9. But not in one field I collected subframes for these two at the end of April and beginning of May this year, but just over last few days found the time to make some final processing. Conditions these days were not ideal - seeing was ok, but transparency was moderate under my suburban sky. So I had some hard time with colour balance and processing, but eventually I think I managed to set them close to proper values Setup was: Meade ACF 10" with AP CCDT67 telecompressor, QHY163M camera and EQ6 mount. Guided with SW 80/400 + ASI290MM. M106 details: LRGB 45:15:10:12 x 2 minutes. NGC4565
    7 points
  10. I had to remove the dewshield from the scope as it was catching the balcony rail as I captured these images. I'm not sure if the blue fringing is because I forgot to check the ADC, or the fact that it was so light when i started imaging. 8" SCT 2x barlow ADC ASI224 Angie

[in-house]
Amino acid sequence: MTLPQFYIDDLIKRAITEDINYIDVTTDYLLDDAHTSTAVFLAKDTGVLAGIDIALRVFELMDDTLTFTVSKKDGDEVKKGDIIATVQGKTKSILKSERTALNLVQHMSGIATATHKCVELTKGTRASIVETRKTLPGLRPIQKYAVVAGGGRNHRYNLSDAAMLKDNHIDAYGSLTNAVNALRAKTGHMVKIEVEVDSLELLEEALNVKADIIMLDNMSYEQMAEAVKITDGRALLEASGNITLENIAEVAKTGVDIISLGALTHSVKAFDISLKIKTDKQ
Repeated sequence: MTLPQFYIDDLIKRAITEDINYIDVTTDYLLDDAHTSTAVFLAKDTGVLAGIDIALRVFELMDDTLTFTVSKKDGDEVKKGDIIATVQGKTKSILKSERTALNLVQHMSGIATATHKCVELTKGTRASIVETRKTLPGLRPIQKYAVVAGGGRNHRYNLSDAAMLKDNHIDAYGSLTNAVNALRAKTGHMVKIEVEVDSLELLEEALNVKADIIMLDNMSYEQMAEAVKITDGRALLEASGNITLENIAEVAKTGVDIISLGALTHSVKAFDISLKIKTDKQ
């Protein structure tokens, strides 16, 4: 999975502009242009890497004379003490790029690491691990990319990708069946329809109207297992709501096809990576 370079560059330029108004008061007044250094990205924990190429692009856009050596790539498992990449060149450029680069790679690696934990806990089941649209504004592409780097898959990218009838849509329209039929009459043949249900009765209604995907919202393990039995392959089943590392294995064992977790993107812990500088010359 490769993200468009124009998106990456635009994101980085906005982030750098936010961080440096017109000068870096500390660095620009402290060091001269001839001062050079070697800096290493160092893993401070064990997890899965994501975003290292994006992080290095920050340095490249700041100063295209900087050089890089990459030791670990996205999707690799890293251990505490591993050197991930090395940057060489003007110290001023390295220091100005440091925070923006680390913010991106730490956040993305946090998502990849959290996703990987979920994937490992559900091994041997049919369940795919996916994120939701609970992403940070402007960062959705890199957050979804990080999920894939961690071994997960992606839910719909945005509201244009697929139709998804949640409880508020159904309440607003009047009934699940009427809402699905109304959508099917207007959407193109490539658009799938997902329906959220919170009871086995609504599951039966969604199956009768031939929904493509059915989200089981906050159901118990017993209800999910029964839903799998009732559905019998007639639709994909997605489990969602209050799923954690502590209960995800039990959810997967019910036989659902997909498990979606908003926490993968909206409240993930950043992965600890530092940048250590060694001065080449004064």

7 points
  11. @John has sparked my interest in two double stars, Mu Librae and Delta Cygni; in particular whether they can be split with 70mm aperture. This session was under marginal conditions - according to Clear Outside, I should have been in bed - but I was at one of my better locations and Bjorn was along, so it was worth a shot. Mu Librae Currently above Jupiter, this one was located easily enough, but it wasn't going to come along quietly. That part of the sky was not the best quality just then, but we gave it all we had anyway. Still, all the way down to 200x, it wasn't apparent to me tha
    7 points
  12. Hi, I am publishing this sketch from my observation last night at my very best observing site. I had an Ophiuchus theme to look at all it's interesting clusters. There is a mistake in the title, I have M10 but it's M12, both are 3 degrees apart in the middle of the constellation. The conditions were poor, transparency maybe 2/5 and seeing 3/5, the object at +-35 degrees from the ground approximately. Has usually, I used my 200x1000 Newtonian along with a 9mm Xcel-lx eyepiece, 60degrees apparent FOV, 111x. Even with poor condition the object had a clear and steady globular shape but.. all
    6 points